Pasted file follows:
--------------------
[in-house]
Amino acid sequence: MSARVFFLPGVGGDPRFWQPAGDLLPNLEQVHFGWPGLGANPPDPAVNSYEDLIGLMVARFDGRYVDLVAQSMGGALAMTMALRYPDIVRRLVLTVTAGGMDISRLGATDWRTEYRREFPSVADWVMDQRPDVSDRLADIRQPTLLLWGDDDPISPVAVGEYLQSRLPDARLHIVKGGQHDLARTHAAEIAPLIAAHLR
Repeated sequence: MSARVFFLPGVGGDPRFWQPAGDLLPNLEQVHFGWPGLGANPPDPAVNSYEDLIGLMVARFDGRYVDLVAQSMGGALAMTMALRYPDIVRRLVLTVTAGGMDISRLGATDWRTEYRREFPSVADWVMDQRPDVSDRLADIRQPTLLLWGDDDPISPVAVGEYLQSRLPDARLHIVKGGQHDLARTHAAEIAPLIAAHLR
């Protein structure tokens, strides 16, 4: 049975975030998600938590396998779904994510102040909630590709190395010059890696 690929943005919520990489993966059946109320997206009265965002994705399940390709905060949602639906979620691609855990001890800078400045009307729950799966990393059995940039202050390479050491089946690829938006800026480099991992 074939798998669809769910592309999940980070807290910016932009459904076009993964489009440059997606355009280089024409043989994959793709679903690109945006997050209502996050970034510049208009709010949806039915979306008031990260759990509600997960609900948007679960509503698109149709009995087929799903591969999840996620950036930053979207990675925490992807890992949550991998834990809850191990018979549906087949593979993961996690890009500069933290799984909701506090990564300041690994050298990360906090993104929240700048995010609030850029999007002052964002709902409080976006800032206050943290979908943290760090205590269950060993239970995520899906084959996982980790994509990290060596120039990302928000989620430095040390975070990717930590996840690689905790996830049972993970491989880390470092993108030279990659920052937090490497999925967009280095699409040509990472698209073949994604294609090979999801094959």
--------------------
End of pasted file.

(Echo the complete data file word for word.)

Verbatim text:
[in-house]
Amino acid sequence: MSARVFFLPGVGGDPRFWQPAGDLLPNLEQVHFGWPGLGANPPDPAVNSYEDLIGLMVARFDGRYVDLVAQSMGGALAMTMALRYPDIVRRLVLTVTAGGMDISRLGATDWRTEYRREFPSVADWVMDQRPDVSDRLADIRQPTLLLWGDDDPISPVAVGEYLQSRLPDARLHIVKGGQHDLARTHAAEIAPLIAAHLR
Repeated sequence: MSARVFFLPGVGGDPRFWQPAGDLLPNLEQVHFGWPGLGANPPDPAVNSYEDLIGLMVARFDGRYVDLVAQSMGGALAMTMALRYPDIVRRLVLTVTAGGMDISRLGATDWRTEYRREFPSVADWVMDQRPDVSDRLADIRQPTLLLWGDDDPISPVAVGEYLQSRLPDARLHIVKGGQHDLARTHAAEIAPLIAAHLR
């Protein structure tokens, strides 16, 4: 049975975030998600938590396998779904994510102040909630590709190395010059890696 690929943005919520990489993966059946109320997206009265965002994705399940390709905060949602639906979620691609855990001890800078400045009307729950799966990393059995940039202050390479050491089946690829938006800026480099991992 074939798998669809769910592309999940980070807290910016932009459904076009993964489009440059997606355009280089024409043989994959793709679903690109945006997050209502996050970034510049208009709010949806039915979306008031990260759990509600997960609900948007679960509503698109149709009995087929799903591969999840996620950036930053979207990675925490992807890992949550991998834990809850191990018979549906087949593979993961996690890009500069933290799984909701506090990564300041690994050298990360906090993104929240700048995010609030850029999007002052964002709902409080976006800032206050943290979908943290760090205590269950060993239970995520899906084959996982980790994509990290060596120039990302928000989620430095040390975070990717930590996840690689905790996830049972993970491989880390470092993108030279990659920052937090490497999925967009280095699409040509990472698209073949994604294609090979999801094959």